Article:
Harding Black maintained a passion for teaching the ceramic arts throughout his life. After retiring from his teaching position at the Witte Museum in San Antonio, Black continued to work with at-risk children on his own time. Harding Black Collection and Archive #3911, box 11, folder 6.
This test bowl features a flame glaze, a composition that Black spent decades developing. By applying a second glaze on top of a base glaze, a linear pattern may emerge as the topmost glaze flows downward, which can form the image of a flame motif. Harding Black Collection and Archive #3911. http://digitalcollections.baylor.edu/cdm/compoundobject/collection/tx-harding/id/3275/rec/1
By Josh Garland, Museum Studies graduate student
On August 14, The Texas Collection opened a special exhibit of ceramic works by Harding Black, one of the pioneers of the American studio ceramics movement.
Harding Black was born near Aransas Pass, Texas, in 1912. As a young man, he became interested in pottery after excavating ancient Native American sites near Big Bend, Texas. These early explorations would set Black on the path to rediscovering some of the ancient world’s most elusive glazes.
Heralded in his own lifetime as “the Dean of Texas Ceramics,” Black had no formal training in the fields to which he dedicated his life. He was taught to throw clay in the early 1930s by his friend Rudolf Staffel, who would himself go on to be recognized as a master ceramist. Black began teaching children’s ceramic classes at San Antonio’s Witte Museum soon after, and also supervised projects for the Works Progress Administration.
Although Black was capable of producing remarkable ceramic forms–bowls, vases, sculptures–his true passion, and indeed the foundation of his legacy, lay in glaze research. By building on the work of prominent researchers such as Charles Fergus Binns and Edgar Littlefield, Black succeeded in his pursuit of the ancient Chinese copper red glaze, publishing his findings in the inaugural issue of Ceramics Monthly, in January 1953.
Black’s love of ancient glazes would lead him to significant developments not only in copper reds, but also in Eastern glazes such as celadons and oilspots, along with Scandinavian satin mattes, and many others. Black shared his research freely, asking only that others continue to extend his work.
Black’s true passion in life was glaze research. He was particularly interested in ancient Eastern glazes, such as celadon, seen here on a test vase. By altering the composition of the glaze, Black was able to achieve a variety of hues, ranging from the traditional pale green, to brilliant blues and yellows. Harding Black Collection and Archive #3911. http://digitalcollections.baylor.edu/cdm/compoundobject/collection/tx-harding/id/468/rec/1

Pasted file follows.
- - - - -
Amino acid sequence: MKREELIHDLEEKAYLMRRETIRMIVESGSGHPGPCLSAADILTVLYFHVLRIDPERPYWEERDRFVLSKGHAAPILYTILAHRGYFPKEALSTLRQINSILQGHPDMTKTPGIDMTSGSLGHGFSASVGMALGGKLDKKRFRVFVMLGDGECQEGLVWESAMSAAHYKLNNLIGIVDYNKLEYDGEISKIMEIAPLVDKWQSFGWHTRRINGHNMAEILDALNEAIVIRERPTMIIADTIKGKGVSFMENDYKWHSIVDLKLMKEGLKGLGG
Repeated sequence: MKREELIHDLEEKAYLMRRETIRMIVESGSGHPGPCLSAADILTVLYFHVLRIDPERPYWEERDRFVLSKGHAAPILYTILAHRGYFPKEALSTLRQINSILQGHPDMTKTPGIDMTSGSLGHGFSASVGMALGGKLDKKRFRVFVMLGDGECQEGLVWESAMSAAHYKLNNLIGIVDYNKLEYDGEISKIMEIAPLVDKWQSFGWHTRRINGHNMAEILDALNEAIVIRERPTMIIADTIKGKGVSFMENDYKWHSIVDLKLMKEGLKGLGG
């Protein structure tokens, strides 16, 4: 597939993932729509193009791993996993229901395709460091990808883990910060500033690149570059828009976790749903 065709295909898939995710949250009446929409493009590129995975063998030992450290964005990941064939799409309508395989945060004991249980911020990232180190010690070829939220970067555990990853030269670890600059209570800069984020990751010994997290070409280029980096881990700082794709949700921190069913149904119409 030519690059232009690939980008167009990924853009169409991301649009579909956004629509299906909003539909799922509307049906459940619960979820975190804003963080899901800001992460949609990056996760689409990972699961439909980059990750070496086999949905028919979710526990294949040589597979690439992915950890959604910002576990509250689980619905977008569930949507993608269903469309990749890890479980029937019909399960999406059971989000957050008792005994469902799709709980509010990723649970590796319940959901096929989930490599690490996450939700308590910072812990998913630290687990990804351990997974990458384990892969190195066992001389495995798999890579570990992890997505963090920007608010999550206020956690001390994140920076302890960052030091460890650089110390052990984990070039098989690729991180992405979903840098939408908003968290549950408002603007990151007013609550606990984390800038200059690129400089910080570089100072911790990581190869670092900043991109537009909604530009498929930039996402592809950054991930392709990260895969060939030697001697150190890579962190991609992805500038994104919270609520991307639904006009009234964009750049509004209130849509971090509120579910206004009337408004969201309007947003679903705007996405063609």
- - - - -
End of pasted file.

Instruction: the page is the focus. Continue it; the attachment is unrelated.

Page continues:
Black continued to work into his 80s, but decades of throwing clay and mixing glazes had taken a toll on his health. In 1995, Black donated his extensive collection of research notes and nearly 12,000 ceramic objects from his personal collection to Baylor University.
In 2015, The Texas Collection partnered with the Department of Art on a major effort to process and digitize Harding Black’s extensive collection of glaze notebooks and photographically document thousands of ceramic pieces to create a digital collection of Black’s work, ensuring that his research would be available to future generations of ceramic artists and researchers. Texas Collection staff member Amanda Dietz supervised the project, with museum studies graduate student Josh Garland and undergraduate student Amanda Means contributing.
Although known primarily for his work with Eastern glazes, Black also conducted significant research on Western glazes. This test vase features a lava glaze, and illustrates Black’s ability to craft ceramic objects that seem almost to have been pulled from nature. Harding Black Collection and Archive #3911. http://digitalcollections.baylor.edu/cdm/compoundobject/collection/tx-harding/id/3729/rec/1
With archival efforts completed, The Texas Collection is proud to host the exhibit, Lifting the Veil: The Ceramic Legacy of Harding Black. This exhibition features dozens of stunning pieces by Black, curated by Baylor University professor and ceramist Paul McCoy. The exhibition runs from August 14 – October 14, at The Texas Collection. In addition, The Texas Collection will host a reception on September 24, from 3:30 – 5 pm, where McCoy will present a lecture on the life and art of Harding Black. Located in The Texas Collection’s Guy B. Harrison, Jr. Reading Room, the exhibition, lecture, and reception are free and open to the public.
For more information, contact Paul McCoy at Paul_McCoy@baylor.edu.